How to accurately set up tree experiments?

This is my first forray into a study of trees. I’m learning and absorbing a lot, but also starting to find myself asking questions and wanting to experiment.

(Possible bonsai pot alternatives? - #22 by LeDareBear)

My question is:
When setting up a ‘test’ to study some hypothesis for a certain aspect of tree development. How do you analyze the results without hurting the tree? How do you try to attain some consistency between trees?

  • even if you start with two trees, they will still have slightly different starting points
    → the root/canopy can have subtle differences that might distort your interpreted results

How to approach it scientifically, so that you don’t make incorrect conclusions?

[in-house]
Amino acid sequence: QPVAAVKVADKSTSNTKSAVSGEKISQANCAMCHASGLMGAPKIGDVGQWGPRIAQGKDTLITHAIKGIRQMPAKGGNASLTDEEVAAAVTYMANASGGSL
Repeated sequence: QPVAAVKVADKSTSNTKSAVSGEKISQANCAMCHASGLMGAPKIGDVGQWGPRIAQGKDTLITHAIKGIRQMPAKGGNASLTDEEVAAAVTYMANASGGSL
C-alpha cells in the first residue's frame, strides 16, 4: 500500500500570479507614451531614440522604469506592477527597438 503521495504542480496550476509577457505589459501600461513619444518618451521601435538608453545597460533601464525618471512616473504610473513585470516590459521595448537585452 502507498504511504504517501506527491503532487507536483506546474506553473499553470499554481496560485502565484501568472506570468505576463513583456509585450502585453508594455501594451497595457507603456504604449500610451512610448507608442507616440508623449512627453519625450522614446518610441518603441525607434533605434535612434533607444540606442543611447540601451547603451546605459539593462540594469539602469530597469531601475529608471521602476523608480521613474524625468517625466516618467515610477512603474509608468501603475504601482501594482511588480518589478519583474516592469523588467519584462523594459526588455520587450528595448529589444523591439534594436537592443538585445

I feel like I’m overthinking it…

The less control you have over the experiment the more samples you need. For living organisms that will not be sacrificed at the end of the experiment it may require 10, 20, 50, etc. samples for each experimental condition. The ability to statistically differentiate between treatments scales with the square root of the number of samples in each trial. You cite that two plants will have different starting conditions. If they are not grown from cuttings (clones) they will also have slightly different genetics. I imagine that some of the studies using seedlings start with 100s of plants in each trail group.

depends entirely on the research question. but to control for differences between trees you would generally randomise trees into a treatment group and a control group, quantify the differences between them, mass, age, height, etc and then show that the two groups are similar on average across these parameters.

Good point about the randomization. Sometimes you have to do the randomization several times in order to get groups that are statistically equivalent - both average and variance ideally.